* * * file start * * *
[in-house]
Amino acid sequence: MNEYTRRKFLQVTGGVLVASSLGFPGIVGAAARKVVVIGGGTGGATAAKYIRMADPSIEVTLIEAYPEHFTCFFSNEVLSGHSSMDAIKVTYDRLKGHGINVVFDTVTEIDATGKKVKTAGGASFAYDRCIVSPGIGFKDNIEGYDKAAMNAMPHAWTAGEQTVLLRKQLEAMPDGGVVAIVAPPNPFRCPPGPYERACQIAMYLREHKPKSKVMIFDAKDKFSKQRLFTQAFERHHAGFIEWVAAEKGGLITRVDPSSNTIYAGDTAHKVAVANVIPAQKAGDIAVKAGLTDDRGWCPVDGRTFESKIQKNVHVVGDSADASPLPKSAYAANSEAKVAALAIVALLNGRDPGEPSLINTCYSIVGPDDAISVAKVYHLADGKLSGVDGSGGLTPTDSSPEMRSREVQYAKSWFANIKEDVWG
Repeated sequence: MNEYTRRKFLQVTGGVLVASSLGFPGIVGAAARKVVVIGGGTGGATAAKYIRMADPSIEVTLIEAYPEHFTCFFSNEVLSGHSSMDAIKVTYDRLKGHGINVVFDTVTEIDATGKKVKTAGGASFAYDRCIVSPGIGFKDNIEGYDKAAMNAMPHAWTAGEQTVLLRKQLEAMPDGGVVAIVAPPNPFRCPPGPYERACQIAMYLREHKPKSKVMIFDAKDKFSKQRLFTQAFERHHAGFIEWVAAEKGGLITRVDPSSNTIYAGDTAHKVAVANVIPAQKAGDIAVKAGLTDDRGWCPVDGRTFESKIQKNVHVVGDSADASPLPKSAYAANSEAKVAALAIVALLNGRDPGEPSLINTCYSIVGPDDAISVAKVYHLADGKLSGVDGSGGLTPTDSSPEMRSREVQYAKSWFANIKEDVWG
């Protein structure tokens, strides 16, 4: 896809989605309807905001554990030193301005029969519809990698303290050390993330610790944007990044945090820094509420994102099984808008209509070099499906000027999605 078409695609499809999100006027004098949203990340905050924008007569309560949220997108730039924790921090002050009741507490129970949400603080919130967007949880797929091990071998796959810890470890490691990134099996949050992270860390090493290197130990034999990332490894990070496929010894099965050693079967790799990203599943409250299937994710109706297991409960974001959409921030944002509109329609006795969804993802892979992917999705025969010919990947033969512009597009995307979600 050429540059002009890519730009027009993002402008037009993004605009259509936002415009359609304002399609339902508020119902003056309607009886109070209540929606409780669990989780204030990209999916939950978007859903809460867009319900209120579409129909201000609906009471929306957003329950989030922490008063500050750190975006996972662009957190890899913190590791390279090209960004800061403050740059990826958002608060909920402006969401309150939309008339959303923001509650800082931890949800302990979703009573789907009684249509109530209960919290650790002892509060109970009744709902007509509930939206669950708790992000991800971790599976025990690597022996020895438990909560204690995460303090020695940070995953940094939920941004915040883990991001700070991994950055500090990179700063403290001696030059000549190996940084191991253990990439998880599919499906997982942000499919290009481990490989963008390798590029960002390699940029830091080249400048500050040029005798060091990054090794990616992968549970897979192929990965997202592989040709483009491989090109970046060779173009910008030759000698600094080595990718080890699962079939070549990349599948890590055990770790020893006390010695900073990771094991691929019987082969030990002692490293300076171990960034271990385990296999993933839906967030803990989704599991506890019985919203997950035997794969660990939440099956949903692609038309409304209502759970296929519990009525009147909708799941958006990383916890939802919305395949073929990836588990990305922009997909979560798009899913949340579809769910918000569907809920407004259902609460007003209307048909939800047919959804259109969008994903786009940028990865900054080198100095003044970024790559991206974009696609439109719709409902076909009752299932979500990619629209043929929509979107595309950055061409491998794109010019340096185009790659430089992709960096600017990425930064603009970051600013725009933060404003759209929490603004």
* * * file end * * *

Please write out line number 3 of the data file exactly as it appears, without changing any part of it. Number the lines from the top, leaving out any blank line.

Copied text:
Repeated sequence: MNEYTRRKFLQVTGGVLVASSLGFPGIVGAAARKVVVIGGGTGGATAAKYIRMADPSIEVTLIEAYPEHFTCFFSNEVLSGHSSMDAIKVTYDRLKGHGINVVFDTVTEIDATGKKVKTAGGASFAYDRCIVSPGIGFKDNIEGYDKAAMNAMPHAWTAGEQTVLLRKQLEAMPDGGVVAIVAPPNPFRCPPGPYERACQIAMYLREHKPKSKVMIFDAKDKFSKQRLFTQAFERHHAGFIEWVAAEKGGLITRVDPSSNTIYAGDTAHKVAVANVIPAQKAGDIAVKAGLTDDRGWCPVDGRTFESKIQKNVHVVGDSADASPLPKSAYAANSEAKVAALAIVALLNGRDPGEPSLINTCYSIVGPDDAISVAKVYHLADGKLSGVDGSGGLTPTDSSPEMRSREVQYAKSWFANIKEDVWG